America is Marked Down

Although the Great Recession has created hardships for millions of Americans, it has been the stimulus for a giant sale of consumer items.  Houses in some Detroit neighborhoods can be purchased for the price of a new car.  Everything from big-screen televisions to clothing are being sold at deep discounts.  Hotel rooms cost approximately 20 percent less than a year ago, the largest decline since Smith Travel Research began collecting data in 1987.  Even Tiffany engagement rings are on sale.

“This is the new normal,” says Donald Kerpta, president of the Chicago-based Dominick’s supermarket chain which has slashed prices as much as 30 percent on thousands of products.  “We aren’t going back.”  Karen Wilmes, a Rhode Islander who writes the Frugal Rhode Island Mama blog, says “The deals out there are unbelievable.  We can put the money I save toward something else.”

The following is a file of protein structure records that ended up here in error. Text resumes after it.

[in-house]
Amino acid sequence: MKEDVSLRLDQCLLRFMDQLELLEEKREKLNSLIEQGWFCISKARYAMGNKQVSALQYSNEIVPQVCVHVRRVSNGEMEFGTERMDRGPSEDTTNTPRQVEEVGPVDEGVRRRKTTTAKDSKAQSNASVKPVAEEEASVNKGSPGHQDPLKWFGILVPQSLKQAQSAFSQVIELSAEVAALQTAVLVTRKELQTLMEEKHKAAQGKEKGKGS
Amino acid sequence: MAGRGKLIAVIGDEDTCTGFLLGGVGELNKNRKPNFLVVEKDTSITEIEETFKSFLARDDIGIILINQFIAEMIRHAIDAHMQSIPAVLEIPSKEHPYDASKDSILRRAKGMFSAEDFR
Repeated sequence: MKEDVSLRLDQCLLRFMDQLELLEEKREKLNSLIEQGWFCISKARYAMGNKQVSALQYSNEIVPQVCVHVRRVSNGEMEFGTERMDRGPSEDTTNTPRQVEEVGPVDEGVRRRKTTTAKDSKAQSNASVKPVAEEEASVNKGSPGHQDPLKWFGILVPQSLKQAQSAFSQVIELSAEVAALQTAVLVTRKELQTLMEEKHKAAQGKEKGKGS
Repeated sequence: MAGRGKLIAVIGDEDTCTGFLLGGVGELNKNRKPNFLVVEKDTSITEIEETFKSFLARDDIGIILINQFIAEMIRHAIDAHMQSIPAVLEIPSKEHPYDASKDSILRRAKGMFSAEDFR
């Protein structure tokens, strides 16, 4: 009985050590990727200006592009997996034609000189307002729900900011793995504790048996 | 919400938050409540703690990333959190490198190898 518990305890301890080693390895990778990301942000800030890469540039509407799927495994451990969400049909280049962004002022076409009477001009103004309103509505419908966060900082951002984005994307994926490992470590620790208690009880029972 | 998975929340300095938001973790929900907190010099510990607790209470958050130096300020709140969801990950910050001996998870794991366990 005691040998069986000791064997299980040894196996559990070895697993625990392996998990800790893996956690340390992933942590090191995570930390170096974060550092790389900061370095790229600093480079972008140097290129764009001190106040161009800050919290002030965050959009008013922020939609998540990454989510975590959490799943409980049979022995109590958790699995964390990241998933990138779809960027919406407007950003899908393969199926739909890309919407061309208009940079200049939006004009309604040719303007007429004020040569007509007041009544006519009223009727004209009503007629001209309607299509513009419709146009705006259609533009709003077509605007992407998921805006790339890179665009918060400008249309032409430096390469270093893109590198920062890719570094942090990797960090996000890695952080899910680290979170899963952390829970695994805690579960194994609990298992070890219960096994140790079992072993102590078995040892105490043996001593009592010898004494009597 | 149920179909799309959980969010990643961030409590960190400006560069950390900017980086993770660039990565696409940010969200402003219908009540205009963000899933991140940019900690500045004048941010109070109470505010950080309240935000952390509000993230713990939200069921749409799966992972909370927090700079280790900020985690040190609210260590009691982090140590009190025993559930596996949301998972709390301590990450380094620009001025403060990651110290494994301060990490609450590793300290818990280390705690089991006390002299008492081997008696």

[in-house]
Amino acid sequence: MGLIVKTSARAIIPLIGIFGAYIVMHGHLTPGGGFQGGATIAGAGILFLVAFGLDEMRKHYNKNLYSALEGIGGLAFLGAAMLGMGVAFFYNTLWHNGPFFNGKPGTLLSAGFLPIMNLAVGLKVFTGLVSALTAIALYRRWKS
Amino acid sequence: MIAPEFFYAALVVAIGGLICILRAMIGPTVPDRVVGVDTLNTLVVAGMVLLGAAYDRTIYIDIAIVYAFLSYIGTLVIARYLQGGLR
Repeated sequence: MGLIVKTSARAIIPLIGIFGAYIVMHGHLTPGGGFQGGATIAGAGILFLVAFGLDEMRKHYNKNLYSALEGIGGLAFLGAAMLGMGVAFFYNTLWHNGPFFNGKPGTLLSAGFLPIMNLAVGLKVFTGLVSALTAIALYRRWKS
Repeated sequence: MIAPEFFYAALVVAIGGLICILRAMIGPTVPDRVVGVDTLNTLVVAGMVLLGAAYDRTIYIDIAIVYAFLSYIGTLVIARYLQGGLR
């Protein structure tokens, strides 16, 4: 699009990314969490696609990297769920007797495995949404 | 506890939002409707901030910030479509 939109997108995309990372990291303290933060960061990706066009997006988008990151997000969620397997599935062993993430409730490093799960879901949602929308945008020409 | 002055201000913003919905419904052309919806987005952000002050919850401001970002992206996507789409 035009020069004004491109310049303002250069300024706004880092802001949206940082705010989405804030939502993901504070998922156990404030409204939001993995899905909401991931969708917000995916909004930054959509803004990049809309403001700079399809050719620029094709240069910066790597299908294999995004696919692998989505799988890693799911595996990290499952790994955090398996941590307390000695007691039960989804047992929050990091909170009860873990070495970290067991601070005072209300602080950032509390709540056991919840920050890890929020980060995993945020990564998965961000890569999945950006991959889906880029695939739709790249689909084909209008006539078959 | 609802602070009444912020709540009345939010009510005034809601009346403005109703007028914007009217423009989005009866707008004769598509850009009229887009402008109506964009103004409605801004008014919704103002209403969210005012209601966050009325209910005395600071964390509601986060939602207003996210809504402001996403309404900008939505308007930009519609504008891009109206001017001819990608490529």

Last year’s financial collapse wiped out 11 percent ($6.6 trillion) of America’s household wealth in just six months.  It also ended the easy credit that had driven the consumption that characterized the economy over the last decade.  Now, prices are falling at the fastest pace in decades.  The federal Consumer Price Index, which measures the average cost of goods and services, has fallen 1.5 percent this year.  The 2.1 percent decline in prices recorded in July was the biggest since 1950.  Although energy prices have shown the steepest declines, food, appliances, furniture, jewelry, sporting goods, audio and visual equipment, and apartment rents also are falling.  Because consumer spending accounts for 70 percent of the U.S. economy, retailers are hoping that the deep discounts will jump-start their businesses.